The city of Minneapolis is deep into the cultural revolution driving the Democratic Party ever further to the left. The city is run entirely by Democrats. Boy mayor Jacob Frey is a Democrat, as are 11 of 12 current members of the city council. The twelfth — Cam Gordon, Ward 2 — is a member of the Green Party. That’s diversity, Minneapolis style.
The current council lineup is displayed here. At full strength the council has 13 members. The seat for Ward 6 is vacant. The seat was held by Abdi Warsame, who resigned in April to join the Walz administration. The seat is to be filled by a special municipal election on August 11.
The eight candidates for the Ward Six seat are briefly profiled here. One is a self-identified Democratic Socialist. I find him guilty of redundancy. One is a self-identified member of the Green Party; he is looking to beef up its ranks on the council. Where is the man from the Legal Marijuana Now Party when you need him?
The city council has taken up the charge to abolish/defund the police. The Minneapolis city charter actually requires the council to fund a police department at something approaching its current size. The council has thus undertaken the process necessary to amend the charter.
Last week the council voted unanimously to advance a proposal that would substitute a new Department of Community Safety and Violence Prevention for the police department. I have embedded the text of the ordinance with the proposed charter amendment below. Among other things, the charter amendment would have to be placed before the voters for adoption before it could become law.
The Star Tribune story on the proposed amendment by Liz Navratil is vague on the text of the charter amendment. Navratil’s story includes a video of Mayor Frey’s criticism of the proposed amendment. It would be going too far to say that the boy mayor is the adult in the room, but at some level he is in touch with the reality principle.
Steve Karnowski and Amy Forliti cover the adoption of the ordinance setting forth the proposed charter amendment here. The AP story conveys a more accurate sense of the ordinance than the Star Tribune story, although the Star Tribune story better conveys the madhouse that Minneapolis has become.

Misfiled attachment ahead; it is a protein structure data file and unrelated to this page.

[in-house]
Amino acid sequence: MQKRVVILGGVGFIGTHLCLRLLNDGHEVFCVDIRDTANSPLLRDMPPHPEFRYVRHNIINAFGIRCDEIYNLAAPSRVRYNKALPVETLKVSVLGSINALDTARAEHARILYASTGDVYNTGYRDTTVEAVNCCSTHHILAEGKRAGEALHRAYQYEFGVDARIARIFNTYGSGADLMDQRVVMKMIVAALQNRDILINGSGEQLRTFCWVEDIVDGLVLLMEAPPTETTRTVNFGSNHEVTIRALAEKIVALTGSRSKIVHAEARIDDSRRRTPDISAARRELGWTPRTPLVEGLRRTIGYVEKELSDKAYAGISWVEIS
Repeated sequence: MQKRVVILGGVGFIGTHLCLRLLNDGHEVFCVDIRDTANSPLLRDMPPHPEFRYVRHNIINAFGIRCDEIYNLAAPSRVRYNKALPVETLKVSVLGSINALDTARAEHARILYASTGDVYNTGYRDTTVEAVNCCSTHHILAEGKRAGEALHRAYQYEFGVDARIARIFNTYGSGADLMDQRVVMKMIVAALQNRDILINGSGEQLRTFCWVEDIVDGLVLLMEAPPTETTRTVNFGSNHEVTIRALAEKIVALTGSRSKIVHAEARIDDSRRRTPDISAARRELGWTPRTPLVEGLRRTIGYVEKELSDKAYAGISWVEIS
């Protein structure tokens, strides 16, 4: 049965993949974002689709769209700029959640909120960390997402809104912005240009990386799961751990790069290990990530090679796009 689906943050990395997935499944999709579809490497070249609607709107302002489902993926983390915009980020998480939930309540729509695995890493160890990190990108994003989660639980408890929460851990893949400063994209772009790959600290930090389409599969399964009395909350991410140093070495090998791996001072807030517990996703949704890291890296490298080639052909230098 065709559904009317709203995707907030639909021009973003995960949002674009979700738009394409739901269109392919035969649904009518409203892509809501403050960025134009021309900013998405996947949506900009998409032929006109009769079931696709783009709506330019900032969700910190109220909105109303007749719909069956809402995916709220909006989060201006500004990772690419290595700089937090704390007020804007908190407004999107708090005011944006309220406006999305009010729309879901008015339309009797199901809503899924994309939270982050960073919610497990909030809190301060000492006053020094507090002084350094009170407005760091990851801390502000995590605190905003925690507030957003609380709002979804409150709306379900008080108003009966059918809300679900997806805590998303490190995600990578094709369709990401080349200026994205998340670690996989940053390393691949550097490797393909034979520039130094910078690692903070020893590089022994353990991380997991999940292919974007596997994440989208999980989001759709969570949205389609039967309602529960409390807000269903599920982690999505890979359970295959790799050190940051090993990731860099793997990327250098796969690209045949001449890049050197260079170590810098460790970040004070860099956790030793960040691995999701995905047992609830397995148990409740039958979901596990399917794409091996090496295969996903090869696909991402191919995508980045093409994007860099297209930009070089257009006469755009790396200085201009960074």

The Star Tribune also reports, by the way, “Gun violence soars amid crises of health, public trust, officer reluctance.” Funny how that works. Reality bites.
The city council members appear to be the thought leaders of Minneapolis. The residents of the Powderhorn Park neighborhood profiled in the astounding New York Times story last week are the thought followers. They love Big
The New York Review of Books takes a look at the local doings and undoings in Krithika Varagur’s story “Pulling Down ‘the Wall of No’ on Police Reform in Minneapolis.” By contrast with the Star Tribune’s coverage of events, Varagur’s story is full of Black Lives Matter events and activists. With good reason, everyone in town is afraid of this crowd.
One other takeaway from Visagur’s article is that the state senate, under the control of a narrow Republican majority, is the sole remaining obstacle standing in the way of this crowd. That’s not the way Visagur puts it, of course, but the translation isn’t difficult and the statement is accurate as translated.
The Star Tribune is the dominant media voice in Minneapolis. For the sake of the city it badly needs to articulate the voice of civic responsibility. It needs to stand up for law enforcement. It needs to name and shame the crazies. It needs to take stock of the damage that the city has sustained and peer into a lawless future, yet the paper’s editorial board is otherwise engaged. They give eunuchs a bad name.
One would think that the self-interest of voters would assert itself if the proposed charter amendment were put to a vote. I can’t see it passing. When your life and property are at risk, who ya gonna call?
The proposed amendment has to jump through a few more hoops to make it onto the ballot in November. Let us find out just how far gone we are.